Evan McMorris-Santoro is joining us now. Evan, what do they believe is causing this spike? EVAN MCMORRIS-SANTORO, CNN CORRESPONDENT: Well Fred, we've been

watching Michigan for a while now. As the entire country gears up of what could be a third surge as these cases seem to be rising all over the country, but Michigan has been particularly bad and what they say there is now they are in that third surge, which they are attributing to as you say community spread, some events at schools and things like that.

What the state is trying to do is what everybody is trying to do which is dramatically expand access to vaccines. Starting April 5th in Michigan, everyone over the age of 16 is able to get a vaccine and officials are urging people to go ahead and sign up now ahead of that April 5th date to try to get on the calendar and get those vaccines in their arms.

That's what they say is the best way to slow this down, but also they're of course saying double down on masks, social distancing, all the things we've been doing for the past year to keep doing those things even though the weather is getting nicer, even though travel is becoming more easy to do, right now is not the time to take your foot off the gas, say people in Michigan and all over the rest of the country -- Fred.

WHITFIELD: All right, Evan McMorris-Santoro, thank you so much.


WHITFIELD: All right, meanwhile, the community of Virginia Beach demanding answers after a deadly police involved shooting. An officer opened fire on a 25-year-old black man, but did not have the body cam activated at the time. That shooting, just one of three incidents taking place in the same area of that city Friday night leaving an additional person dead.

So in all, two people did, eight injured. CNN's Brian Todd is in Virginia Beach for us. So Brian, what more are we learning?

BRIAN TODD, CNN CORRESPONDENT: Right, Fredricka. We do know that police earlier today executed a search warrant at apparently someone's home. They're not giving much information other than to say the search warrant was an effort to gain some evidence.

Evidence is what they need, information is what they need and what we need because little of it has been forthcoming by police so far, whether they know something and just don't feel like they can release it or whether they're still piecing a lot of this together, we don't know, but they have executed a search warrant.

We have another update for you this afternoon that four people remain hospitalized at least one hospital, Sentara Virginia Beach General Hospital, four people hospitalized this afternoon. Two of them may be released this afternoon, but a total of 10 people were injured in this chaotic shooting, series of shootings that unfolded on Friday night.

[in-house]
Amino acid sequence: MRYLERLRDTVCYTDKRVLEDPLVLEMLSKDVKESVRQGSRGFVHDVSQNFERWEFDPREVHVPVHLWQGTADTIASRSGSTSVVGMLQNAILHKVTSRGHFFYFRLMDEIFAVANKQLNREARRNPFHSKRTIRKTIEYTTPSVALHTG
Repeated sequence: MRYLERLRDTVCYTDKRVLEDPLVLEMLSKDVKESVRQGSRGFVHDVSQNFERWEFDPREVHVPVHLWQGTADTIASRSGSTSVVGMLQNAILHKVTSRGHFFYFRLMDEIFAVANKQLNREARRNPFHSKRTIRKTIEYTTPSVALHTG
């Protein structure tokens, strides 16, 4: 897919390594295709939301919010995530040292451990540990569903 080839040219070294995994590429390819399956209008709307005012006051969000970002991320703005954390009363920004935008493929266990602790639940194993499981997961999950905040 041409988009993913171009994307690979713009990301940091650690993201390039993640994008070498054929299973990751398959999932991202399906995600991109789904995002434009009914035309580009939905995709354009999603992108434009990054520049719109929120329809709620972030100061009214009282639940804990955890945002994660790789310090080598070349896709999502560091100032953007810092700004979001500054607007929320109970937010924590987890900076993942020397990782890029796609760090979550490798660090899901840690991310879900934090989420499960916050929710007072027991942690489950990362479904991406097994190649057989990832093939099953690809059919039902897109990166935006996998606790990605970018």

Now a key question, the key question regarding that officer involved shooting, the killing of Donovan Lynch, a 25-year-old black man, was he armed? Was he not armed during that confrontation?

The Police Chief, Paul Neudigate addressed reports that said that Mr. Lynch had not been armed. This is what the Police Chief had to say last night.


CHIEF PAUL NEUDIGATE, VIRGINIA BEACH POLICE: I've seen some of the community concerns about Mr. Donovan being -- or Mr. Lynch being unarmed. What I can tell you is that there was a firearm recovered in the vicinity of where this incident occurred. We would like to be more forthcoming, but unfortunately, we do not have body cam footage of this incident. The officer was wearing a body cam, but for unknown reasons at this point in time, it was not activated.


TODD: Now that intersection down there on 20th Street and Pacific Avenue here in Virginia Beach, that's what you're looking at. That's the scene of where Donovan Lynch was shot and killed, that intersection there, but this shooting was very chaotic in nature.

The first a series of shootings occurred over here where at least eight people were injured. Nobody killed in that set of shootings. But then another shooting unfolded on this street, 19th Street and Pacific Avenue -- 19th Street -- well, it apparently unfolded down that way a little bit on 19th Street. That's when a bystander, Deshayla Harris was shot and killed, 29-years-old.